NATO summit communiqué compares repeat cyberattacks to armed attacks – and stops short of saying 'one-in, all-in' rule will always apply

China lashed for ignoring norms, retorts that Western clique isn't playing fair


A communiqué issued at the conclusion of the NATO summit has called for China to observe the laws of cyberspace, and set out new standards by which members of the alliance will consider cyberattacks.

The new standard refers to Article 5 of the 1949 North Atlantic Treaty, as it declares that an attack on a single NATO member is considered an act of violence against all members and worthy of retaliation.

The 30-country alliance's new communiqué, issued after its Monday summit, states that Article 5 can apply to cyberattacks.

The communiqué reads:

We reaffirm that a decision as to when a cyber-attack would lead to the invocation of Article 5 would be taken by the North Atlantic Council on a case-by-case basis."

Allies recognise that the impact of significant malicious cumulative cyber activities might, in certain circumstances, be considered as amounting to an armed attack.

NATO said it is willing to "employ the full range of capabilities at all times to actively deter, defend against, and counter the full spectrum of cyber threats, including those conducted as part of hybrid campaigns, in accordance with international law."

The document treats both Russia and China as threats. Russia earns 63 mentions and is labelled as "aggressive." China is mentioned ten times, and its behaviour is described as "assertive" and "presenting systemic challenges." The document vows to engage China to defend Alliance security interests, referring specifically to China's cyberattacks, disinformation campaigns and actions in the space domain, among others.

One day earlier, the G7 issued the Carbis Bay G7 Summit Communiqué calling upon Russia to "identify, disrupt, and hold to account those within its borders who conduct ransomware attacks, abuse virtual currency to launder ransoms, and other cybercrimes." The G7 communique also called out China for human rights violations, specifically those related to Xinjiang and the Uyghur population and freedom violations in Hong Kong.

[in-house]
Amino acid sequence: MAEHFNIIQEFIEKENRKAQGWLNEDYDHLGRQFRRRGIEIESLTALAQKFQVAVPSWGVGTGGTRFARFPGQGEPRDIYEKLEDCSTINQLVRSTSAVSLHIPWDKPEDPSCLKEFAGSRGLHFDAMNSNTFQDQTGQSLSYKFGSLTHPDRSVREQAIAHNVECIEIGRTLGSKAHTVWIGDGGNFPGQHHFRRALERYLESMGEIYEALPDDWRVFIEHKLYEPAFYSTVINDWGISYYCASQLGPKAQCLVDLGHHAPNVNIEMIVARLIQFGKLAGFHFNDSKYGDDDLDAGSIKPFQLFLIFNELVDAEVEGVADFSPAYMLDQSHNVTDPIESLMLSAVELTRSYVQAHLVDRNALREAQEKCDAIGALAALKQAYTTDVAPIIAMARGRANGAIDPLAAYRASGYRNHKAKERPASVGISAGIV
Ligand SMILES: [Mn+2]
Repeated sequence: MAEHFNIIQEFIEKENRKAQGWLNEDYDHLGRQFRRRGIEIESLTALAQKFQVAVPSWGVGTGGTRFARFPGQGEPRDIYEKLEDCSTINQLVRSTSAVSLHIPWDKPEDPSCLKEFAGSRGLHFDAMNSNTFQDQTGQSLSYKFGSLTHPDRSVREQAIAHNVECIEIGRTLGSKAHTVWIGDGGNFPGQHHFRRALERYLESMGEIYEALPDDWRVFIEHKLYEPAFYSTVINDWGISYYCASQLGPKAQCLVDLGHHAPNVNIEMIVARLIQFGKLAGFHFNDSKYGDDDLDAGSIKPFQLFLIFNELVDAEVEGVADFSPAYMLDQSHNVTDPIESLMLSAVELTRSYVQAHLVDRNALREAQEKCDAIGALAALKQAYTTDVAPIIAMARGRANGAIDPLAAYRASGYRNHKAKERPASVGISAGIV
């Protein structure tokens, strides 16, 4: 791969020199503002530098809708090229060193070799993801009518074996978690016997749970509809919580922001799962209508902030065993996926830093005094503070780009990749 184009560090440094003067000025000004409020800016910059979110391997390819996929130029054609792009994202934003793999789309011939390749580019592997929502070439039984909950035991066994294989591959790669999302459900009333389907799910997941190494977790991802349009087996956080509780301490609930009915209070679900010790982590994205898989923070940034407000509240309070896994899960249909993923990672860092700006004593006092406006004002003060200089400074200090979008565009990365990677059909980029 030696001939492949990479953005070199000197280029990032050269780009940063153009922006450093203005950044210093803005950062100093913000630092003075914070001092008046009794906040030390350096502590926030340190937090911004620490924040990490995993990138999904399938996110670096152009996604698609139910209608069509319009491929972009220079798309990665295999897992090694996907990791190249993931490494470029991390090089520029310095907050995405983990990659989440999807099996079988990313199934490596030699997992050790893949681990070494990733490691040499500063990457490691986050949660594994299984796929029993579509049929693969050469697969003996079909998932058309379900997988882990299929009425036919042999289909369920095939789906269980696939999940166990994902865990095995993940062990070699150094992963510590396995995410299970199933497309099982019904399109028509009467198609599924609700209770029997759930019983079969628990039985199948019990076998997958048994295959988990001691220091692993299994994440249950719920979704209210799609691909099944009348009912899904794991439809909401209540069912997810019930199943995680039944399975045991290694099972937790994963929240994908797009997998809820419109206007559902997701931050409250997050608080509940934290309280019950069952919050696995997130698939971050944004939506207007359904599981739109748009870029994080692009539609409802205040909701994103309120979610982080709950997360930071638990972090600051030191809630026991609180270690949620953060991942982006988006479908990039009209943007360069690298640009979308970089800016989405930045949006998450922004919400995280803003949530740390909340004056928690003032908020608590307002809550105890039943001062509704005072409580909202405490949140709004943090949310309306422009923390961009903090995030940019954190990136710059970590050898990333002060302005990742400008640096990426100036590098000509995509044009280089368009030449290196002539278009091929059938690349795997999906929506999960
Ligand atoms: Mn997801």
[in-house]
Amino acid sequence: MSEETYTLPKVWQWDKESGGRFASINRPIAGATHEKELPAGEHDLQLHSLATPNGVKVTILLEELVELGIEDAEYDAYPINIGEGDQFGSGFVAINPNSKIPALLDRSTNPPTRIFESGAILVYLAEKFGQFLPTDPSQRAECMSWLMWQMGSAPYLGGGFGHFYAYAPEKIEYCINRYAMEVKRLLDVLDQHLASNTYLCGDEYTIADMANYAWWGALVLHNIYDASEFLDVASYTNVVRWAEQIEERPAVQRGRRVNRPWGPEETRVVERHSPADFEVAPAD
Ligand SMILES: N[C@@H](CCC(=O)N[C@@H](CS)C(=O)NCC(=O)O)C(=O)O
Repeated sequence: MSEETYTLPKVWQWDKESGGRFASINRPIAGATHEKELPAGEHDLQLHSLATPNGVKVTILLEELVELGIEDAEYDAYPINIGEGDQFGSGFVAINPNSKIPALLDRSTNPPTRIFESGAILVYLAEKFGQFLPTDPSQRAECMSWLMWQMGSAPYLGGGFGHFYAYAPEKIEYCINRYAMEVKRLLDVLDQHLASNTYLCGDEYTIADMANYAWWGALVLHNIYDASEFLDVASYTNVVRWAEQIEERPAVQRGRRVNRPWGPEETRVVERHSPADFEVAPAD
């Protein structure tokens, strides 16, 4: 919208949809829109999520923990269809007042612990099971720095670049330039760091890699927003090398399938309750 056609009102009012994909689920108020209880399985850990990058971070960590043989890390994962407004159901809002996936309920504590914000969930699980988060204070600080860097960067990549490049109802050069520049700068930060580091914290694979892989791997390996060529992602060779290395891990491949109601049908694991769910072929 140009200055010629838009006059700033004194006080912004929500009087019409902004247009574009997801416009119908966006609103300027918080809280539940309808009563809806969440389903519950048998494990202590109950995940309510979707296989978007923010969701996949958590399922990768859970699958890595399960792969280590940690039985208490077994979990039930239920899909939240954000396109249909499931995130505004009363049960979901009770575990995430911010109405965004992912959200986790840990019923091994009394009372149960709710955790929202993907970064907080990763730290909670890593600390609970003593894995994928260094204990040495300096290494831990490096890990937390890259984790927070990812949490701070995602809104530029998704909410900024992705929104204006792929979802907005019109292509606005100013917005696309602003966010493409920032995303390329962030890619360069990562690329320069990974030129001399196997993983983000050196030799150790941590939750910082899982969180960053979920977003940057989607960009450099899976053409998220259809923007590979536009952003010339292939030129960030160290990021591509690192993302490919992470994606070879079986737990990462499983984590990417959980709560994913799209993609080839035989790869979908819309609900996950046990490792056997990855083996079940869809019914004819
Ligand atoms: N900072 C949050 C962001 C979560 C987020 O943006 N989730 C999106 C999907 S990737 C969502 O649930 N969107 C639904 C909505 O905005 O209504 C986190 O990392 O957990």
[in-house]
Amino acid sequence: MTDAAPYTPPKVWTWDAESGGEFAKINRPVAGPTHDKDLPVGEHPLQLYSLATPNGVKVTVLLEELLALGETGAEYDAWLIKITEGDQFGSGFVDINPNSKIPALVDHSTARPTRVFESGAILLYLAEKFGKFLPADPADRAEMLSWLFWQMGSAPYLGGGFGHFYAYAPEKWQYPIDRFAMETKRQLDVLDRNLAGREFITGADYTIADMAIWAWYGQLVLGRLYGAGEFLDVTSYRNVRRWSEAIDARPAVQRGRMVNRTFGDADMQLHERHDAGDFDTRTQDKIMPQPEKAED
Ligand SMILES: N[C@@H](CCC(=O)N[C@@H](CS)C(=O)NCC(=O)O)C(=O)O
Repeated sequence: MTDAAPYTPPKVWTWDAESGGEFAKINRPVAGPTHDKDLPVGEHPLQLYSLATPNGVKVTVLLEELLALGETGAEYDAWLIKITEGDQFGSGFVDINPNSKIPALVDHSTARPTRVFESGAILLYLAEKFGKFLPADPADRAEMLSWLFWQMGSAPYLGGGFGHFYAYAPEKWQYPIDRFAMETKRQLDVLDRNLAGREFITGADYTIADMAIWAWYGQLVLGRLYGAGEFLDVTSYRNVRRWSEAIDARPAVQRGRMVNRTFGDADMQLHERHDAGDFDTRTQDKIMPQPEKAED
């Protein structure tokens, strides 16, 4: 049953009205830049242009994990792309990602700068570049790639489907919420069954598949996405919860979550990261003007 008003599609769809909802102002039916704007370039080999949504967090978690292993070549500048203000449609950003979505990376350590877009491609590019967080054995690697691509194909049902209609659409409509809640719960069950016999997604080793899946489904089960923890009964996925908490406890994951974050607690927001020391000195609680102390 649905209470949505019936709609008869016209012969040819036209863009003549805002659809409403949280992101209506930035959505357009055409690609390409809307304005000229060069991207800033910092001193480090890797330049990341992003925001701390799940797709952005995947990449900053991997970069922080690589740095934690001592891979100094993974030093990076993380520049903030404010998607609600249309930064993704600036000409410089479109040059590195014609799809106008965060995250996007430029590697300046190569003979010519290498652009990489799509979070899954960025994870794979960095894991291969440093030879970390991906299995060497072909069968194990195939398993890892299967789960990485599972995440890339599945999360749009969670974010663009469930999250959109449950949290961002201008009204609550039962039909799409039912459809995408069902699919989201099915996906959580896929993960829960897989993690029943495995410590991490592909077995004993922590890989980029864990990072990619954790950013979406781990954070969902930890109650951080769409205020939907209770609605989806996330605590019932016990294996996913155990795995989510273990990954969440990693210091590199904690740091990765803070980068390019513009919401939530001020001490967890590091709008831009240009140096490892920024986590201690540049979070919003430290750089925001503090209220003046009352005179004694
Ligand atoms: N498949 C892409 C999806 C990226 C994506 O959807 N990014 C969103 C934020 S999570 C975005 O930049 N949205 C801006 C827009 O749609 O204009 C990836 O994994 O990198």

Director of China's Central Commission Office for Foreign Affairs, Yang Jiechi, denied the accusations of human rights violations over the phone to US Secretary of State Antony Blinken, claiming that "some anti-China forces are trying to stir up one after another sinister waves to smear China."

China's not the only country unhappy with some details of this weekend's multilateral summit. Guest Country India refused to sign the first copy of the G7 and Guest Countries: 2021 Open Societies Statement as it denounced internet shutdowns as a violation of freedom of expression. India later accepted a revised version condemning only "politically motivated internet shutdowns."

India has in the past denied internet services to Jammu and Kashmir, the Muslim-majority Indian State that it stripped of semi-autonomous status in 2019, on security grounds. The nation has also ordered shutdowns during protests by farmers, citing the likelihood of violence at such events. Both shutdowns have been widely interpreted as politically-motivated attempts to stymie dissenting voices. ®

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